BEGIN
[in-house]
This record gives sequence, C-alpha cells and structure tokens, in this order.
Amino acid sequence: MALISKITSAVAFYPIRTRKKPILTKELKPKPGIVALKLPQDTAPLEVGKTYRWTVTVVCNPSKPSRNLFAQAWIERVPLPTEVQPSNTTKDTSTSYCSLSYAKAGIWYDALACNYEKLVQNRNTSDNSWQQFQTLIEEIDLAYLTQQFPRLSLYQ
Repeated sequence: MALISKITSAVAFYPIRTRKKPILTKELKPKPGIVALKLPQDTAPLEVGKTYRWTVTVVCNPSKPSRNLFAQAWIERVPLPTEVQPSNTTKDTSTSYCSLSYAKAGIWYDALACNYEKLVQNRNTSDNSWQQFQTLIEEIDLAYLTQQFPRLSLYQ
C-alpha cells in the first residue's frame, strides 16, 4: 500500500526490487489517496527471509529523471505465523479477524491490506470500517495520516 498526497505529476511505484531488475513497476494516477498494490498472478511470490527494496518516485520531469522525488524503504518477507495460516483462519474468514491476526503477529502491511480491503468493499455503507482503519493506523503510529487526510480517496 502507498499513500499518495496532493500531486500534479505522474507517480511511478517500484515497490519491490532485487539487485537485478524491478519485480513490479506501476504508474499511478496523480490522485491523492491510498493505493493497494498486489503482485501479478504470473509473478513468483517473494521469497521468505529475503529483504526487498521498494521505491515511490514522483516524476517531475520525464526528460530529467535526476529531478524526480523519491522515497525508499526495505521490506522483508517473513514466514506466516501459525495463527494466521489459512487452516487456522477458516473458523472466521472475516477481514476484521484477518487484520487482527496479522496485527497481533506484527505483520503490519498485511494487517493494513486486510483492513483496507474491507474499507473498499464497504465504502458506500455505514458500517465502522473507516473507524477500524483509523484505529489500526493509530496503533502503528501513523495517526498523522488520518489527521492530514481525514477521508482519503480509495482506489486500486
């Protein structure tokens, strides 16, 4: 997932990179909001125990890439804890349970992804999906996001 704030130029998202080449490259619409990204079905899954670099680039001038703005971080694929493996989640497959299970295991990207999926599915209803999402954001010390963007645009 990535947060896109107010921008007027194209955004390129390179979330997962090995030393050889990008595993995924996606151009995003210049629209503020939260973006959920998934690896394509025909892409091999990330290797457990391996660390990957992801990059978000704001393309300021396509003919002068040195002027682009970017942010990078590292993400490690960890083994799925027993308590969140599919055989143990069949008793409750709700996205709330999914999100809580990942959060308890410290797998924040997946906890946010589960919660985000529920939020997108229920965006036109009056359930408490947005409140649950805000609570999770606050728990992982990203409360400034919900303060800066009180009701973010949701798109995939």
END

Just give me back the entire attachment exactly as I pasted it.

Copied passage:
[in-house]
This record gives sequence, C-alpha cells and structure tokens, in this order.
Amino acid sequence: MALISKITSAVAFYPIRTRKKPILTKELKPKPGIVALKLPQDTAPLEVGKTYRWTVTVVCNPSKPSRNLFAQAWIERVPLPTEVQPSNTTKDTSTSYCSLSYAKAGIWYDALACNYEKLVQNRNTSDNSWQQFQTLIEEIDLAYLTQQFPRLSLYQ
Repeated sequence: MALISKITSAVAFYPIRTRKKPILTKELKPKPGIVALKLPQDTAPLEVGKTYRWTVTVVCNPSKPSRNLFAQAWIERVPLPTEVQPSNTTKDTSTSYCSLSYAKAGIWYDALACNYEKLVQNRNTSDNSWQQFQTLIEEIDLAYLTQQFPRLSLYQ
C-alpha cells in the first residue's frame, strides 16, 4: 500500500526490487489517496527471509529523471505465523479477524491490506470500517495520516 498526497505529476511505484531488475513497476494516477498494490498472478511470490527494496518516485520531469522525488524503504518477507495460516483462519474468514491476526503477529502491511480491503468493499455503507482503519493506523503510529487526510480517496 502507498499513500499518495496532493500531486500534479505522474507517480511511478517500484515497490519491490532485487539487485537485478524491478519485480513490479506501476504508474499511478496523480490522485491523492491510498493505493493497494498486489503482485501479478504470473509473478513468483517473494521469497521468505529475503529483504526487498521498494521505491515511490514522483516524476517531475520525464526528460530529467535526476529531478524526480523519491522515497525508499526495505521490506522483508517473513514466514506466516501459525495463527494466521489459512487452516487456522477458516473458523472466521472475516477481514476484521484477518487484520487482527496479522496485527497481533506484527505483520503490519498485511494487517493494513486486510483492513483496507474491507474499507473498499464497504465504502458506500455505514458500517465502522473507516473507524477500524483509523484505529489500526493509530496503533502503528501513523495517526498523522488520518489527521492530514481525514477521508482519503480509495482506489486500486
């Protein structure tokens, strides 16, 4: 997932990179909001125990890439804890349970992804999906996001 704030130029998202080449490259619409990204079905899954670099680039001038703005971080694929493996989640497959299970295991990207999926599915209803999402954001010390963007645009 990535947060896109107010921008007027194209955004390129390179979330997962090995030393050889990008595993995924996606151009995003210049629209503020939260973006959920998934690896394509025909892409091999990330290797457990391996660390990957992801990059978000704001393309300021396509003919002068040195002027682009970017942010990078590292993400490690960890083994799925027993308590969140599919055989143990069949008793409750709700996205709330999914999100809580990942959060308890410290797998924040997946906890946010589960919660985000529920939020997108229920965006036109009056359930408490947005409140649950805000609570999770606050728990992982990203409360400034919900303060800066009180009701973010949701798109995939």